Tighter airport security after failed terror attack

The U.S. government tightened airline security as it searches for answers to how a 23-year-old Nigerian man eluded extensive systems intended to prevent attacks like his botched Christmas Day effort to blow up a Northwest flight from overseas.

The suspect who claimed ties to al-Qaida was charged Saturday with trying to destroy a Detroit-bound airliner, just a month after his father warned U.S. officials of concerns about his son’s religious beliefs.

Airports worldwide tightened security a day after the passenger tried to detonate a device that contained a high explosive on a flight into Detroit. After that attack, passengers have had to contend with extra pat-downs before boarding, staying in their seats without blankets or pillows for the last hour of the flight and more bomb-sniffing dogs.

Aides to President Barack Obama are pondering how terror watch-lists are used after the botched attack, according to officials who described the discussions Saturday on the condition of anonymity so as not to pre-empt possible official announcements.

These adjustments came after the Justice Department charged that Umar Farouk Abdulmutallab willfully attempted to destroy or wreck an aircraft; and that he placed a destructive device in the plane.

An affidavit said he had a device containing a high explosive attached to his body. The affidavit said that as Northwest Flight 253 descended toward Detroit Metropolitan Airport, Abdulmutallab set off the device — sparking a fire instead of an explosion.

According to the affidavit filed in U.S. District Court in Detroit, a preliminary analysis of the device showed it contained PETN, a high explosive also known as pentaerythritol. This was the same material convicted shoe bomber Richard Reid used when he tried to destroy a trans-Atlantic flight in 2001 with explosives hidden in his shoes.

The investigation stretched to London, where officers from the Metropolitan Police, the force involved in most of the major terrorism investigations in Britain, cordoned off the street outside a white stone apartment block in a well-to-do area of central London on Saturday. A police spokeswoman said the force was carrying out searches in connection with the incident in Detroit.

University College London said Abdulmutallab was enrolled at the school from September 2005 to June 2008. In Nigeria, the father of Abdulmutallab said his son had been a student in London, but had left the city to travel.

U.S. authorities told The Associated Press that in November, his father, a prominent banking official in Nigeria, went to the U.S. embassy in Abuja, Nigeria, to discuss his concerns about his son’s religious beliefs.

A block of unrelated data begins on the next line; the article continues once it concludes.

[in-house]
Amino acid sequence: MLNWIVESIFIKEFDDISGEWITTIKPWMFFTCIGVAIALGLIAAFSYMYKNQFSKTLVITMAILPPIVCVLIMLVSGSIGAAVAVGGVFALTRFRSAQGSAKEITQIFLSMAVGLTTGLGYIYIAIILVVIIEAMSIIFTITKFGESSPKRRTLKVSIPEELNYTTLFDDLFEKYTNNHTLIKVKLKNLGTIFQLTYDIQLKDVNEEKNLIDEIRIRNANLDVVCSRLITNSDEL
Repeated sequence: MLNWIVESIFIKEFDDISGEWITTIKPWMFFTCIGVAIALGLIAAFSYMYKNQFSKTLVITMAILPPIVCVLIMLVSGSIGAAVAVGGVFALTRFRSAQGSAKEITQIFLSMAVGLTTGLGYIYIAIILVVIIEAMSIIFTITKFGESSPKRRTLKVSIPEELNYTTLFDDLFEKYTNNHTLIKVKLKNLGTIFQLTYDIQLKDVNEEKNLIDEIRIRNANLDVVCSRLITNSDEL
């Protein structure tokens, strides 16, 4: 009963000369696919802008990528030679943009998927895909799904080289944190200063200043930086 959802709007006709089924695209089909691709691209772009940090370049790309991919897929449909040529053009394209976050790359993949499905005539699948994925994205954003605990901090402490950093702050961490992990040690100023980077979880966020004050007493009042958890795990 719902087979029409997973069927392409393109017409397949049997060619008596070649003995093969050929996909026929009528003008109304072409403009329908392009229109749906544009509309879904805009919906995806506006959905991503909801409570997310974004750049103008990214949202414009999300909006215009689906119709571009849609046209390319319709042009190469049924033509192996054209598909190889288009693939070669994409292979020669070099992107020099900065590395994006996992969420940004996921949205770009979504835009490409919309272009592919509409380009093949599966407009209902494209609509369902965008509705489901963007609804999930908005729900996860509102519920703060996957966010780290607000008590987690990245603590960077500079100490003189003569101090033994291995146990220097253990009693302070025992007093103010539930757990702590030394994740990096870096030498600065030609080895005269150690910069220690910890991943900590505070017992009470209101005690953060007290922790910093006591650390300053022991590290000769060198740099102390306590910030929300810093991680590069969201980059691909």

One government official said the father did not have any specific information that would put his son on the “no-fly list” or on the list for additional security checks at the airport.

Abdulmutallab appeared on the Terrorist Identities Datamart Environment database maintained by the U.S. National Counterterrorism Center, said a U.S. official who received a briefing and spoke on condition of anonymity to discuss the ongoing investigation. Containing some 550,000 names, the database includes people with known or suspected ties to a terrorist organization. However, it is not a list that would prohibit a person from boarding a U.S.-bound airplane.

The effects of the botched attack could be felt by passengers on many international flights departing from airports around the world.

Passengers getting off flights from overseas reported being told that they couldn’t get out of their seat for the last hour of their flight. Air Canada also said that during the last hour passengers won’t be allowed access to carryon baggage or to have any items on their laps.

The extra vigilance compounded delays in a busy holiday travel period marked by snowstorms in the Midwest and heavy rain in the East.

The TSA security directive applied to U.S.-bound flights from overseas, according to a transportation security official who spoke on condition of anonymity because the official was not authorized to speak publicly.

The official said passengers traveling internationally could see increased screening at gates and when they check bags, as well as other measures on flights such as stowing carryons and personal items before the plane lands.

While air travelers contended with the new rules, investigators tried to determine facts about the suspect’s background.

He claimed to have received training and instructions from al-Qaida operatives in Yemen, a law enforcement official said on the condition of anonymity because the investigation is ongoing.

Rep. Jane Harman, D-Calif., chairman of a House Homeland Security subcommittee, said there were “strong suggestions of a Yemen-al Qaida connection and an intent to blow up the plane over U.S. airspace.” Several officials said they have yet to see independent confirmation.

A Virginia-based group that monitors militant messages called attention Saturday to a Dec. 21 video recording from an al-Qaida operative in Yemen who warned of a looming bombing in the U.S.

IntelCenter said the al-Qaida member levied that threat last week during a funeral for militants killed during an airstrike in Yemen two days earlier.


Larry Margasak reported from Washington. Associated Press writers Joan Lowy, Eileen Sullivan, Pam Hess, Lolita Baldor, Matthew Lee and Devlin Barrett in Washington, Joshua Freed in Minneapolis and Philip Elliott in Hawaii contributed to this report.